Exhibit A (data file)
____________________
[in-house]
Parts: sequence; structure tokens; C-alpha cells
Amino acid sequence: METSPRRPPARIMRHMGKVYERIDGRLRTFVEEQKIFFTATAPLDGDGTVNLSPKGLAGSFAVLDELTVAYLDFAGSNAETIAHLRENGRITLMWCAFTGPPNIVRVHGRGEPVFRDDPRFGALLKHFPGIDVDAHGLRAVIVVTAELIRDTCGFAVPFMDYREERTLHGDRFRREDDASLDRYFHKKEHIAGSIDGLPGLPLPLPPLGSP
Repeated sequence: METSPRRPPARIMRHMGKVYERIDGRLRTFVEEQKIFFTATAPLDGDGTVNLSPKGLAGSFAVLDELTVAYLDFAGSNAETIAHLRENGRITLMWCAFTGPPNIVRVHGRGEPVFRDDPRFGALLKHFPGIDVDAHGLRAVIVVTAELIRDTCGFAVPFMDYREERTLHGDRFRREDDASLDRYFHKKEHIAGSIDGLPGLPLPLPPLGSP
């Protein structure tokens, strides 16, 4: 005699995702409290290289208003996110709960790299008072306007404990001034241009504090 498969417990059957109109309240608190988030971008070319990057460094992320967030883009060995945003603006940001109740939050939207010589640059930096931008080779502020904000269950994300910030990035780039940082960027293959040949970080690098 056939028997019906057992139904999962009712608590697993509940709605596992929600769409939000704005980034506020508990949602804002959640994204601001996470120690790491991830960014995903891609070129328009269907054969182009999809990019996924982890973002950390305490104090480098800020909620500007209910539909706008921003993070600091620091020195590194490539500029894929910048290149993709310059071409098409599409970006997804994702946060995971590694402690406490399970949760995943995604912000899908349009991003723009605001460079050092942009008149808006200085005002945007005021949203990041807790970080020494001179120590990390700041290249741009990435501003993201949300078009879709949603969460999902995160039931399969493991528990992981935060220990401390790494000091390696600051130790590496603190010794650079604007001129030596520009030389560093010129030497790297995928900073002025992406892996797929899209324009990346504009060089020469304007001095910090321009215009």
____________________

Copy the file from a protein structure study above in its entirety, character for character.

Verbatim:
[in-house]
Parts: sequence; structure tokens; C-alpha cells
Amino acid sequence: METSPRRPPARIMRHMGKVYERIDGRLRTFVEEQKIFFTATAPLDGDGTVNLSPKGLAGSFAVLDELTVAYLDFAGSNAETIAHLRENGRITLMWCAFTGPPNIVRVHGRGEPVFRDDPRFGALLKHFPGIDVDAHGLRAVIVVTAELIRDTCGFAVPFMDYREERTLHGDRFRREDDASLDRYFHKKEHIAGSIDGLPGLPLPLPPLGSP
Repeated sequence: METSPRRPPARIMRHMGKVYERIDGRLRTFVEEQKIFFTATAPLDGDGTVNLSPKGLAGSFAVLDELTVAYLDFAGSNAETIAHLRENGRITLMWCAFTGPPNIVRVHGRGEPVFRDDPRFGALLKHFPGIDVDAHGLRAVIVVTAELIRDTCGFAVPFMDYREERTLHGDRFRREDDASLDRYFHKKEHIAGSIDGLPGLPLPLPPLGSP
């Protein structure tokens, strides 16, 4: 005699995702409290290289208003996110709960790299008072306007404990001034241009504090 498969417990059957109109309240608190988030971008070319990057460094992320967030883009060995945003603006940001109740939050939207010589640059930096931008080779502020904000269950994300910030990035780039940082960027293959040949970080690098 056939028997019906057992139904999962009712608590697993509940709605596992929600769409939000704005980034506020508990949602804002959640994204601001996470120690790491991830960014995903891609070129328009269907054969182009999809990019996924982890973002950390305490104090480098800020909620500007209910539909706008921003993070600091620091020195590194490539500029894929910048290149993709310059071409098409599409970006997804994702946060995971590694402690406490399970949760995943995604912000899908349009991003723009605001460079050092942009008149808006200085005002945007005021949203990041807790970080020494001179120590990390700041290249741009990435501003993201949300078009879709949603969460999902995160039931399969493991528990992981935060220990401390790494000091390696600051130790590496603190010794650079604007001129030596520009030389560093010129030497790297995928900073002025992406892996797929899209324009990346504009060089020469304007001095910090321009215009």